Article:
Any person over the age of 35 seeking personal training must be fitness tested before they start, regardless of how able they feel at the time. When it comes to seniors, however, we’re testing their functional fitness. This concerns their ability to perform daily tasks, like lifting themselves out of a chair or lowering themselves down onto a bed. Let’s take a look at why we should be fitness testing the elderly, a few precautions to follow, and three types of fitness tests you can use on older clients:
The Importance of Fitness in Old Age
As mentioned previously, functional fitness in old age is vital for the preservation of independence. The elderly should be able to remain active as long as possible, and some argue that exercise is even more important in old age. It becomes important for aged adults to have the strength, endurance, and flexibility to accomplish everyday tasks. By applying the below fitness testing procedures, fitness professionals can pin-point any issues and work on them, before they cause serious functional harm.
Precautions to Consider
Equally important for getting the elderly functionally fit are the precautions to take when doing so. As with training children, safety needs to be first priority at all times. Never push an elderly person to do something they can’t; rather make a note to work on it, and move on. Only move ahead with an elderly person’s fitness test if you’ve received the OK from their doctor, and screen them for any aches, pains or shortness of breath on the day of the test. Once there are medical supplies and an adequate resuscitator close at hand in case of emergency, you’re ready to start the fitness test.
Fitness Tests for the Elderly
The below fitness tests for the elderly have been designed to be used by fitness professional across the globe. Be sure to assess each thoroughly before deciding on which to use on your clients:
Groningen Fitness Test
This fitness test was developed in the Netherlands by the University of Groningen human movement sciences department. It was used in a study on the fitness levels of the country’s elderly population. This test includes:
- The grip strength test which is a test of upper body strength.
- The leg extension test that measures lower body strength.
- Sit and reach flexibility which is a measure of hamstring and back flexibility.
- Circumduction that is a shoulder flexibility test.
- The balance board test that tests agility and balance.
- The block transfer which is a manual dexterity test or coordination test which looks at fine motor abilities.
- The reaction time test that also tests fine motor abilities.
- The walking endurance test that examines aerobic fitness.
Fullerton Functional Test
The functional elderly fitness test developed by Dr Roberta Rikli and Dr Jessie Jones of Fullerton University. This test is commonly used by physical therapists and fitness professionals.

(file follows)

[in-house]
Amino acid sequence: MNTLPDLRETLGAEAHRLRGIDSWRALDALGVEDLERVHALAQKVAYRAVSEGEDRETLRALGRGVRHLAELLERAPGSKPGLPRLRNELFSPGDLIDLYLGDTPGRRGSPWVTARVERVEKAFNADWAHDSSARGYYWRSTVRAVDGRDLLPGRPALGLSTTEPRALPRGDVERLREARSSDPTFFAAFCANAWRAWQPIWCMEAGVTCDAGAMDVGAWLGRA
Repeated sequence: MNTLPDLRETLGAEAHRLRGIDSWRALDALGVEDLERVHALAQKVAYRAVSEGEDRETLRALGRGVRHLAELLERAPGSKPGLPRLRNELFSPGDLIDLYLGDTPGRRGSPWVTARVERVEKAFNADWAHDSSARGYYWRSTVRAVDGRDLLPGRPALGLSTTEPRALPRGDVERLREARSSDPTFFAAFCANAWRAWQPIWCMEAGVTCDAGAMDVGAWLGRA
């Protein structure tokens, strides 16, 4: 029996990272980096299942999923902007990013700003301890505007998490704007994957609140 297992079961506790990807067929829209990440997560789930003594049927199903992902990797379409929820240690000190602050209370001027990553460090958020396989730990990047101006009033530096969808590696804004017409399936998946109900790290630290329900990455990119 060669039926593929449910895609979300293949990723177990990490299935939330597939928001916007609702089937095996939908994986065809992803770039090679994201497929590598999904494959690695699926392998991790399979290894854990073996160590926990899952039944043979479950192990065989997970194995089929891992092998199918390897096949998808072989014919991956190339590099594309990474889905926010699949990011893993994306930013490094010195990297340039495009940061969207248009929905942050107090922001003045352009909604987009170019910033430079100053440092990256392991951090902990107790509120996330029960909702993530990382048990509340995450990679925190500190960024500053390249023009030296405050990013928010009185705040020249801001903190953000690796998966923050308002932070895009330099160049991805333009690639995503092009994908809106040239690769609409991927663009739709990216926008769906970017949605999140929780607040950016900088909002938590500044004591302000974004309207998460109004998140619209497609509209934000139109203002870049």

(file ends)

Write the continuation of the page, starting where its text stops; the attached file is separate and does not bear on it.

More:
This test includes the following movements:
- The Chair Stand Test that tests lower body strength
- The Arm Curl Test that tests upper body strength
- The Chair Sit and Reach Test which tests lower body flexibility
- The Back Scratch Test which is a measure of upper body flexibility
- The 8-Foot Up and Go Test which tests
- The Walk Test (6 minutes) or Step in Place Test (2 minutes) — This is used to test aerobic fitness. If the person uses orthopaedic devices when walking or has difficulty balancing they do the step in place test.
AAHPERD Functional Test
Another excellent programme used to test elderly fitness is the American Alliance for Health, Physical Education, Recreation & Dance (AAHPERD) Functional Fitness Test for adults over 60.
The following are components of this test:
- Ponderal Index which is a height-weight ratio. It is an index of body composition.
- The Sit and Reach Test which measures the flexibility of the trunk/leg.
- Agility Test that tests agility/dynamic balance, standing up from a chair and manoeuvring around cones.
- The Soda Pop Test which is an arm and hand coordination test. During this you turn six soda pop cans over in a specified order, one at a time, as quickly as possible.
- The Arm Curl Test is a seated biceps curl test. It measures muscular strength/endurance of the upper body.
- 880 yard walk is a test of aerobic endurance. During this, the person being tested will walk the distance as quickly as possible.
Get Accredited with Trifocus Fitness Academy
If you’d like to get into the fitness field as a professional, and you thinking working with the elderly could be rewarding, see our comprehensive exercise for the elderly course. For more information on any of our qualifications, contact us today!